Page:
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    How to dissolve your corporation in Alberta (the right way)

    We’ve written a lot about how to get your business set up — but today, we want to talk about the flip side: shutting down your business the right way. Small business owners can come to the end of a particular venture for many reasons. If you decide to end your corporation, it’s important to remember that your corporation has legal rights. You need to make sure to tie up loose ends and take all the right steps to officially close your business in Alberta. 

    If the corporation doesn’t own much, the process may seem simple, but it can still be a lot of work. Accountants sometimes have more calculations and schedules to complete than a normal year-end. There’s also a higher likelihood of follow-up issues with the CRA. Be ready to keep all the data and documents for seven years in case the CRA comes back asking questions


    Why dissolve your company?

    There can be many reasons why a business owner may no longer need their corporation. Here are a few: 

    • Change in lifestyle or retirement
    • You no longer need the corporation.
    • The business is no longer a going concern, meaning it’s not profitable and never will be.

    Whatever the reason, it’s important to understand the dissolution process and follow the proper steps along the way. Before you dissolve your corporation in Calgary or Edmonton, make sure you consult your lawyer and accountant.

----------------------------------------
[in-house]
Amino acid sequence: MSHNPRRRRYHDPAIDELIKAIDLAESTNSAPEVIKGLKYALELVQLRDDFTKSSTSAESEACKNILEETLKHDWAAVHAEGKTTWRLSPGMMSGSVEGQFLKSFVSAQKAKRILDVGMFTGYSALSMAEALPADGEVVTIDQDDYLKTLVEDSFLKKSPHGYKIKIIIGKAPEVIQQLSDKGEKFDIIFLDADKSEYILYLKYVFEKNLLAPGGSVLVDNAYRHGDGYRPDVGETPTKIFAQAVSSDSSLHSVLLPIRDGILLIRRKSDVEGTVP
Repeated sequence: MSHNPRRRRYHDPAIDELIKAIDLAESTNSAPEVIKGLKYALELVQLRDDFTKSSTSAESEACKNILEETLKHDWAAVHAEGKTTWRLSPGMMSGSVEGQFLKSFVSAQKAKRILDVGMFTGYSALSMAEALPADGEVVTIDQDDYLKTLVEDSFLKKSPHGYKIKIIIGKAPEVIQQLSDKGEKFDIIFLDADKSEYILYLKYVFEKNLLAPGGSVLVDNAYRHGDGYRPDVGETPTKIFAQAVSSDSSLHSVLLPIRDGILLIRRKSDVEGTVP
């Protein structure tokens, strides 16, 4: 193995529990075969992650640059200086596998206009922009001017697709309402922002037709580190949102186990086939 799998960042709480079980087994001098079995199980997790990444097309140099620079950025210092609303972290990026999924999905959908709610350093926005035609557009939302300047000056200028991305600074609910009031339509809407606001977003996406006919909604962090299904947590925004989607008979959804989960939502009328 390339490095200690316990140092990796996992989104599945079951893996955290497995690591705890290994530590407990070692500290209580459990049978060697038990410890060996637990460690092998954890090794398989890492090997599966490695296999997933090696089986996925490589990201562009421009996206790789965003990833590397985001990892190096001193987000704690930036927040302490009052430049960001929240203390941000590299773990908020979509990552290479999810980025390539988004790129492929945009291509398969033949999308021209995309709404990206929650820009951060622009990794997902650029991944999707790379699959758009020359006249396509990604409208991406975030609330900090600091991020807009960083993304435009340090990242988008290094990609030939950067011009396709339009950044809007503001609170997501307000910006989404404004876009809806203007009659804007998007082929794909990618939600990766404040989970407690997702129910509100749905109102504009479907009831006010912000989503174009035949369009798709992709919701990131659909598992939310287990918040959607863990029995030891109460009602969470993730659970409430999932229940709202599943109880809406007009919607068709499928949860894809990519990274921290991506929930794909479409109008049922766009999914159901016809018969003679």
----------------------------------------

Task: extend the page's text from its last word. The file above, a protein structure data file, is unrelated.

Bankruptcy does not equal dissolution

    Bankruptcy does not mean your corporation ceases to exist — and bankrupt corporations cannot apply for dissolution. You must fulfill your bankruptcy obligations before you can be discharged from bankruptcy and dissolve your corporation. 

    It’s important to note that CRA debt owed by your corporation does not go away if you dissolve your corporation. GST, payroll remittances, and corporate income tax — all of these will follow you even if you dissolve your corporation.


    Can you accidentally dissolve your corporation?

    Each year, you’re responsible for filing a corporate annual return for your company with the provincial registries. This is like registering your car each year — it lets the registries know that your company is still active (and it’s a bit of a cash grab at $85/year). The deadline for filing this is the anniversary of incorporation each year. If you’re 30 months late in filing this corporate annual return, your corporation will automatically be dissolved by the registries. 

    When this happens, you have two options. You can revive it, or just let it die. (But you’ll still be responsible for the final tax returns for the corporation.) 


    Don’t close your corporate bank account (yet)

    If you’re expecting any cheques or payments to come in, you need your corporate bank account to deposit them. In addition, if you’re expecting a tax refund after you file the final GST or corporate tax returns, you’ll need your corporate bank account to deposit the money. Given all that, you should wait to shut down the account until you’ve received your notice of assessment (up to six months after you file your final tax return). 

    Before you can dissolve your corporation, you need to make sure the corporation owns no assets and has no liabilities. 


    The corporation’s assets do not belong to you

    Keep in mind that your corporation in Calgary or Edmonton  is a completely separate legal entity from you personally. The cash and the assets it owns do not belong to you, even though you own the corporation.